When you sit, your legs pivot at the hip joints. Your pelvis doesn’t move and fusion doesn’t affect sitting.

In that skiing photo, I twisted mostly with my legs for the photo. The shoulders also rotate some as they are attached by soft tissues and not fused to the spine. The ribs are attached and do not twist.

In the sitting position, sitting on a stationary chair, I can rotate my shoulders to approx 45 degrees. The pelvis actually moves some as it is on soft tissues.(My ass) LOL If I turn, with my peripheral vision I can see back to 150 degrees. I cannot see 180 degrees behind me and have to rotate my legs, or stand up to look. I will post some photos to help explain this tomorrow.

Ryy
Chances are they will fuse you up high, probably to T2 like myself. They should get your balance set just right and you will have no problems sitting or standing. I am an example of "perfect posture" and nobody can tell I have such a long fusion. No leaning to the side, forward or backward.

Ed

LindaRacine
03-31-2010, 10:08 PM
People think they bend at the waist, but there's actually fairly little bending done above the hips.

jrnyc
03-31-2010, 10:28 PM
thanks, everyone...for the replies..much appreciated!

i kinda tried it while sitting at the computer...i figured out that i would sit REALLY straight up...but i guess with the rods, that wouldnt make me tired the way it does now!

Ed..i can tell how mobile you are! the skiing, the scuba diving...and now i know how you could look like you swiveled towards the camera in that pix!

i have alot to discuss with the NYC surgeon on april 12th..

thanks again

jess

foofer
03-31-2010, 11:02 PM
Recently I took an 18" dowel and tucked one end into the back waistband of my jeans, going up my spine and duct taped it to about T2. Walked and sat around like that for awhile. I know, pretty weird, but I think I might be on to something. Might be harder with kyphosis, which is the one thing I don't have...I have lordosis at 80.

I think these people are telling the truth. It's not so bad.

Ryy
04-05-2010, 06:59 PM
thanks for all the great replies guy! much appreciated.. any others out there with kypho?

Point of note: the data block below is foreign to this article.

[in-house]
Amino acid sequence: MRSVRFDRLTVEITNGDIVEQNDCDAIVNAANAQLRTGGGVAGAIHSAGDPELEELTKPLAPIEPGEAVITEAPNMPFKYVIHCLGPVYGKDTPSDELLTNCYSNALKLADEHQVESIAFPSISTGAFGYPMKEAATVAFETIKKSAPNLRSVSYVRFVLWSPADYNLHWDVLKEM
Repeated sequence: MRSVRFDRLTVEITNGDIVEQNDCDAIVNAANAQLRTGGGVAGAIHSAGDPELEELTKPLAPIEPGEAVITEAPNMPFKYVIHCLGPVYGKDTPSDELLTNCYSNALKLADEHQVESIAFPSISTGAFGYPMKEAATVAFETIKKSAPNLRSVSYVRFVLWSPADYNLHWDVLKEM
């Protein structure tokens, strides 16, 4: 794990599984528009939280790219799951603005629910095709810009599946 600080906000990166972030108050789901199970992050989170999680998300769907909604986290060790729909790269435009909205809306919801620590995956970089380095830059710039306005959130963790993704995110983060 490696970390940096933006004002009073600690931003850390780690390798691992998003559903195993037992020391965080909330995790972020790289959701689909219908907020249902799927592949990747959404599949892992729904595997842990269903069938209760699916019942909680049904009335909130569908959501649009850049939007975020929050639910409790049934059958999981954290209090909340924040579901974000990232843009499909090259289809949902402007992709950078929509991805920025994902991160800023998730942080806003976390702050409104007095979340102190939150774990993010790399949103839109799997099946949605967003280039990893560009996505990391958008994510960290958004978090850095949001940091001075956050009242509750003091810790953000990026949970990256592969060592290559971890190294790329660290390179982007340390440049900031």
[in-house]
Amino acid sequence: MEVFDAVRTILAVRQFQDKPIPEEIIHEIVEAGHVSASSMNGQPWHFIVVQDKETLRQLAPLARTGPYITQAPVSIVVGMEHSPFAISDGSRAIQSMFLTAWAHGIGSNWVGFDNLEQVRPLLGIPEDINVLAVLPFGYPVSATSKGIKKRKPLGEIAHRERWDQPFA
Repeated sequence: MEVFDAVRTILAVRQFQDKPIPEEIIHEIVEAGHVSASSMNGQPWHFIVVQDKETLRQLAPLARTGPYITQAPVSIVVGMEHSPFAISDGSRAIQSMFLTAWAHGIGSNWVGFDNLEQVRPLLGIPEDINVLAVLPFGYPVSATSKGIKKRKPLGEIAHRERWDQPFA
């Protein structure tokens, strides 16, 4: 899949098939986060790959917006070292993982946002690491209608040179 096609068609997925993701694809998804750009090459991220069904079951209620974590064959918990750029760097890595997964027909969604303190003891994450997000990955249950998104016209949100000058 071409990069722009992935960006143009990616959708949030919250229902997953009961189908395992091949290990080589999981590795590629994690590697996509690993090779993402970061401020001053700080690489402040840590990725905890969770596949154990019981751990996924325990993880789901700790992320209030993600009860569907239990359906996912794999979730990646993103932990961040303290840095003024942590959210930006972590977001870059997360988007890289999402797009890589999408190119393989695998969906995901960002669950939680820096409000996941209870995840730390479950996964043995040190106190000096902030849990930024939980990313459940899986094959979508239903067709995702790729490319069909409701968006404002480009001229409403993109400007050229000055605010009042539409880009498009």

hopefully my breathing will be better as well. my breathing is much better if i stand up straight and tall, but it's still not as free due to the muscles i have to stiffen and tighten up to get straight. if i slouch and let it go, instead of the chest opening when i breathe, my lungs open up in my back and my back expands. Also have much stress going on in my stomach from slouching. I'm guessing a successful surg will help with this i hope.

my neck has been very tense/stressed for the last week or two and i can't get it comfortable. never had this going on before. classic kypho neck going on! too bad my curve is getting worse (info is in my main thread if interest). i'm leaning toward surgery more and more every day even though i don't want it, i think it needs to be done. finally have a great doc as of a few months ago. i'm in good hands with him.. take care guys, thanks again!

kyphosis
04-19-2010, 06:21 PM
Im fused T-1 to L-1.

I was 59 pre op, 44 post op Kyphosis.

I have a C-shape hump now and do not stand up straight. I have to hyper extend my hips.

Im constantly fight the rods in my back. Im miserable.

My surgery was at the Hey Clinic in Raleigh Durham, NC

I can only image how good it would feel to stand up straight without effort.

jrnyc
04-19-2010, 08:15 PM
Hi kyphosis
i am so sorry that you are struggling in such pain! is there any chance that you could go to someone for a consult...a scoli surgeon who knows revision...it just seems that, after going thru so much with surgery, you deserve a decent quality of life!!